INDIA: Private FM stations can now broadcast news from All India Radio

New Indian Express: The private FM broadcasters will have to carry AIR news bulletins either simultaneously or deferred live by not more than half an hour.

JAPAN: Japan plans to take steps against ‘fake news’ by June

The Japan Times: The government plans to come up with a set of measures aimed at preventing the spread of false online information, or “fake news,” particularly during elections and disasters, according to government sources.

MALAYSIA: Proposal to reform laws to protect royals’ reputation threaten freedom of expression

Article19: Article19 is deeply concerned by the recent statements of senior government officials suggesting an intention to strengthen legal provisions protecting Malaysian royalty from insults.

MYANMAR: Reuters journalists to remain in Myanmar jail after losing appeal

The Guardian: Wa Lone and Kyaw Soe Oo jailed for seven years for breaching country’s Official Secrets Act

PAKISTAN: Media must revamp models to remain independent: Fawad Chaudhry

DAWN: Information Minister Fawad Chaudhry on Sunday suggested that Pakistani media houses revamp their revenue models to maintain their independence and “mentally prepare” for the future when technology will change the way television and the news are consumed by audiences.

AUSTRALIA: ABC launches review after admitting it underpaid casual employees

ABC: Head of public affairs Emma McDonald said in a statement that a detailed review was underway to confirm how penalties, allowances and loadings should have been calculated and applied in the cases of some 2,500 staff over the past six years

AUSTRALIA: More than a craze? Australians continue to devour ‘slow TV’


NEW ZEALAND: Stuff set for quick sale by new owner Nine

Stuff: The sale of Stuff is expected to get underway before the end of March.

BOSNIA and HERZEGOVINA: Media in BiH between personal freedom and public finances

Safe journalists: Great media systems are exceptionally hard to finance and press and print media houses are even in the worst possible position.

CROATIA: Writers and Journalists Demand Freedom of Expression

Total Croatia: The Croatian Writers’ Society (HDP) and the Croatian Journalists’ Association (HND) on Wednesday expressed solidarity with the journalists and media found guilty in court “for doing their job” and asked the Culture Ministry to change media regulations so as to protect the freedom of expression and writers’ independence.

FINLAND: Hate campaigns advice kit for journalists – What you should do

Journalists in Finland: Journalisti magazine has published a pull-out / download and print advice kit for journalists who are subject to online hate speech, and for their colleagues and supervisors. The idea is to have the poster displayed prominently in newsrooms.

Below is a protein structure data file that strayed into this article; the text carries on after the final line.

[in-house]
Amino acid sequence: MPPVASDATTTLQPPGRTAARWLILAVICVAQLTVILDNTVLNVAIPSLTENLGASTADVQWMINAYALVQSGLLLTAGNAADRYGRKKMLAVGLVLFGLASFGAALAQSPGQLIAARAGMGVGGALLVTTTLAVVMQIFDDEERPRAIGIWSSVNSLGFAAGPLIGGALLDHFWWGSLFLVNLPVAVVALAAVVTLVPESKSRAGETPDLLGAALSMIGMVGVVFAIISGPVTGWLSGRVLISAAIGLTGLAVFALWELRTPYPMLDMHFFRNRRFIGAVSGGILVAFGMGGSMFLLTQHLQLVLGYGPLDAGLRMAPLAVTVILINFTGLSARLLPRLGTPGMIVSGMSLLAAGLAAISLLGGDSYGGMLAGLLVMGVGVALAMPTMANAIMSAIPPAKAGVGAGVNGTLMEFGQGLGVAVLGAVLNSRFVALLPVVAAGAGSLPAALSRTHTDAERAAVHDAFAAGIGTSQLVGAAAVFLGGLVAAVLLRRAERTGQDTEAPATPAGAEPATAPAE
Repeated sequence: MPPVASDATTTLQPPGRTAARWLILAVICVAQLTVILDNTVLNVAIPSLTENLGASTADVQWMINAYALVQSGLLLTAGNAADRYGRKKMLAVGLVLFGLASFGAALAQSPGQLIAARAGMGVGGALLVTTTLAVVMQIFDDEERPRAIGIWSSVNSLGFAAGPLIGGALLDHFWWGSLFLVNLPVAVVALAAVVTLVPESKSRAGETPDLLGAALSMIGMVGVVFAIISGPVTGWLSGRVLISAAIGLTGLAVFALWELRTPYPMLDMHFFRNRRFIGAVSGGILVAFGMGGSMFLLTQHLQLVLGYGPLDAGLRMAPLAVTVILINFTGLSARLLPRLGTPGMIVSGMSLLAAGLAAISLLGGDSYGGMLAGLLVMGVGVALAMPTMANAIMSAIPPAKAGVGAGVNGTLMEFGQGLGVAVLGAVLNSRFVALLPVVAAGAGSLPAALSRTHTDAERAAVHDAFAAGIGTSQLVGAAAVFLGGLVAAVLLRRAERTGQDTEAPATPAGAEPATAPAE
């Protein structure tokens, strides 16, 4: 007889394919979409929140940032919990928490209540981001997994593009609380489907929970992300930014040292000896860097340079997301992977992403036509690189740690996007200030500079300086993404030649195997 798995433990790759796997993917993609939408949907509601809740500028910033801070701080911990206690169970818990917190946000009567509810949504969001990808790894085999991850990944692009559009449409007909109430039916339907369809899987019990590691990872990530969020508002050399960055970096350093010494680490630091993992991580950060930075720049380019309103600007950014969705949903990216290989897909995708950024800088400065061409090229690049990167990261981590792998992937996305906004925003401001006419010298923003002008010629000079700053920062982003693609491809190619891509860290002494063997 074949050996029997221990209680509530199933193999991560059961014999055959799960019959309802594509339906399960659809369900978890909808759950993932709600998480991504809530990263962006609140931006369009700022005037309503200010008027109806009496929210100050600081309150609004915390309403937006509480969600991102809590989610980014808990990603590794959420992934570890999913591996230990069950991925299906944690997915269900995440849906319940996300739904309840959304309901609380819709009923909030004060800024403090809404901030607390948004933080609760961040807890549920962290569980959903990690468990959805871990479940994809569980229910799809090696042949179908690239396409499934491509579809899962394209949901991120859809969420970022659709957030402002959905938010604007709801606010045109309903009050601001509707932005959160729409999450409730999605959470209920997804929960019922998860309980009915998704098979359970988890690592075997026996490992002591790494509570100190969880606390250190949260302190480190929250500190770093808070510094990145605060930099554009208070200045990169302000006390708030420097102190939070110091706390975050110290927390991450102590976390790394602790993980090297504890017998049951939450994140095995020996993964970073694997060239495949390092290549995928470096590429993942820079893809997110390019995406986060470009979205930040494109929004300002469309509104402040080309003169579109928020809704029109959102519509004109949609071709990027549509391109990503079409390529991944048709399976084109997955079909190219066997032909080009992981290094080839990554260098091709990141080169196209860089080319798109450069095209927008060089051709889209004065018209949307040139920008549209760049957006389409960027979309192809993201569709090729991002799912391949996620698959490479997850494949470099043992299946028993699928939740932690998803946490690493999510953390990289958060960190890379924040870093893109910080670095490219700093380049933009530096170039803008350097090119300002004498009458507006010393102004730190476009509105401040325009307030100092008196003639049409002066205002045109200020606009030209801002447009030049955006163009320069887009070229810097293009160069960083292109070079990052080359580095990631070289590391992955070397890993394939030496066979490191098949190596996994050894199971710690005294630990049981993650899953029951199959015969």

FRANCE: France Televisions agrees with producers to withdraw its Netflix series (French)

Le Figaro: The public broadcasting group has just reached an agreement with producers to exploit its own series on its own free and paid digital platforms.

FRANCE: France Télévisions makes pact with producers ahead of Salto launch

TBI Vision: France Télévisions has struck an agreement with producers that will enable it to exploit content exclusively on its own free and subscription digital packages.

FRANCE: France TV wants to cut 1,000 posts by 2022

Challenges: France Televisions wants to remove 1,000 net posts by the end of 2022 as part of its project of collective contractual terminations, on which the management and the unions began to negotiate Monday.

FRANCE & UK: Delphine Ernotte (France Televisions) and Tony Hall (BBC): “Public Service Media remains a marker of democracy” (French – Interview)

Le Journal du Dimanche: The leaders of France Televisions and the BBC, Delphine Ernotte and Tony Hall, defend in their JDD interview their ability to provide certified information in the era of “fake news”.

GERMANY: ARD expands TV station, offers visual radio programmes

Telecompaper: German public broadcaster ARD has expanded its so-called Internet Link Services, adding new TV channels and also offering visual radio programmes, Teltarif.de reports.

ITALY: Italian journalists assaulted by neo-fascists in Rome

EFJ: The data published on the Platform of the Council of Europe for the Protection of Journalism shows a serious deterioration of the working conditions of journalists in the country.

LITHUANIA: Joint letter: Demand to guarantee the full independence of LRT